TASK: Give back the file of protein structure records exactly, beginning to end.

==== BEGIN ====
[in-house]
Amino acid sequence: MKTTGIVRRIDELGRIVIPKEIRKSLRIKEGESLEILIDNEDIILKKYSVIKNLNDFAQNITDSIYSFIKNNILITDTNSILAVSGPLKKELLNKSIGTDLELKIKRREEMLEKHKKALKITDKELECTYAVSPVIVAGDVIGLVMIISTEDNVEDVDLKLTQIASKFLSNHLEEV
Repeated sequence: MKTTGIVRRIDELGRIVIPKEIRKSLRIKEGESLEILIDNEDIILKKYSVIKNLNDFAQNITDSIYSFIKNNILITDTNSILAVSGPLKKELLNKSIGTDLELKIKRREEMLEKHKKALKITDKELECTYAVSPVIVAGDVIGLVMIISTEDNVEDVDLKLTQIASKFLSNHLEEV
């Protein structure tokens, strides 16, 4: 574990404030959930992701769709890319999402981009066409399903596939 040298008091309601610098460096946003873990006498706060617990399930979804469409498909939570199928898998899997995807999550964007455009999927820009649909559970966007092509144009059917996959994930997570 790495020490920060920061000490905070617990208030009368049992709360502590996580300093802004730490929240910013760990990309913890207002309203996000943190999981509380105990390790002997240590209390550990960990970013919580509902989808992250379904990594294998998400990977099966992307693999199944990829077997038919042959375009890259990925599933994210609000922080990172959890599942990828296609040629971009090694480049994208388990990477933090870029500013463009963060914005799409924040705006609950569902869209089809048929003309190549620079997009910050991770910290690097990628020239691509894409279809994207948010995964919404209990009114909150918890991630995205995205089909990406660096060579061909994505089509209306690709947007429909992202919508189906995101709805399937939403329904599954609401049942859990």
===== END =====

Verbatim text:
[in-house]
Amino acid sequence: MKTTGIVRRIDELGRIVIPKEIRKSLRIKEGESLEILIDNEDIILKKYSVIKNLNDFAQNITDSIYSFIKNNILITDTNSILAVSGPLKKELLNKSIGTDLELKIKRREEMLEKHKKALKITDKELECTYAVSPVIVAGDVIGLVMIISTEDNVEDVDLKLTQIASKFLSNHLEEV
Repeated sequence: MKTTGIVRRIDELGRIVIPKEIRKSLRIKEGESLEILIDNEDIILKKYSVIKNLNDFAQNITDSIYSFIKNNILITDTNSILAVSGPLKKELLNKSIGTDLELKIKRREEMLEKHKKALKITDKELECTYAVSPVIVAGDVIGLVMIISTEDNVEDVDLKLTQIASKFLSNHLEEV
């Protein structure tokens, strides 16, 4: 574990404030959930992701769709890319999402981009066409399903596939 040298008091309601610098460096946003873990006498706060617990399930979804469409498909939570199928898998899997995807999550964007455009999927820009649909559970966007092509144009059917996959994930997570 790495020490920060920061000490905070617990208030009368049992709360502590996580300093802004730490929240910013760990990309913890207002309203996000943190999981509380105990390790002997240590209390550990960990970013919580509902989808992250379904990594294998998400990977099966992307693999199944990829077997038919042959375009890259990925599933994210609000922080990172959890599942990828296609040629971009090694480049994208388990990477933090870029500013463009963060914005799409924040705006609950569902869209089809048929003309190549620079997009910050991770910290690097990628020239691509894409279809994207948010995964919404209990009114909150918890991630995205995205089909990406660096060579061909994505089509209306690709947007429909992202919508189906995101709805399937939403329904599954609401049942859990």